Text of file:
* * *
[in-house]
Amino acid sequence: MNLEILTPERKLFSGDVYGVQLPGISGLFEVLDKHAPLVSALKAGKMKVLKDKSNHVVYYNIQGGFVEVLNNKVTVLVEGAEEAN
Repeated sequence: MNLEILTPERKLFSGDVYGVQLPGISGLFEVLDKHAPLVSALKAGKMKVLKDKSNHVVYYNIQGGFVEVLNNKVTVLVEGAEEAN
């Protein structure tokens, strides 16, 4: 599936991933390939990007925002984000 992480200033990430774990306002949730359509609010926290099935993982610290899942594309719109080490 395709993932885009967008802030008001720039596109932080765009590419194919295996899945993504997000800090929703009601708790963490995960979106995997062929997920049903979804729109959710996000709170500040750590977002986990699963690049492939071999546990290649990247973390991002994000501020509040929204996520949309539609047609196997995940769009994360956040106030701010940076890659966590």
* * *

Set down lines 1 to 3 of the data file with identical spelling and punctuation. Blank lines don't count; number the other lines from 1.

[in-house]
Amino acid sequence: MNLEILTPERKLFSGDVYGVQLPGISGLFEVLDKHAPLVSALKAGKMKVLKDKSNHVVYYNIQGGFVEVLNNKVTVLVEGAEEAN
Repeated sequence: MNLEILTPERKLFSGDVYGVQLPGISGLFEVLDKHAPLVSALKAGKMKVLKDKSNHVVYYNIQGGFVEVLNNKVTVLVEGAEEAN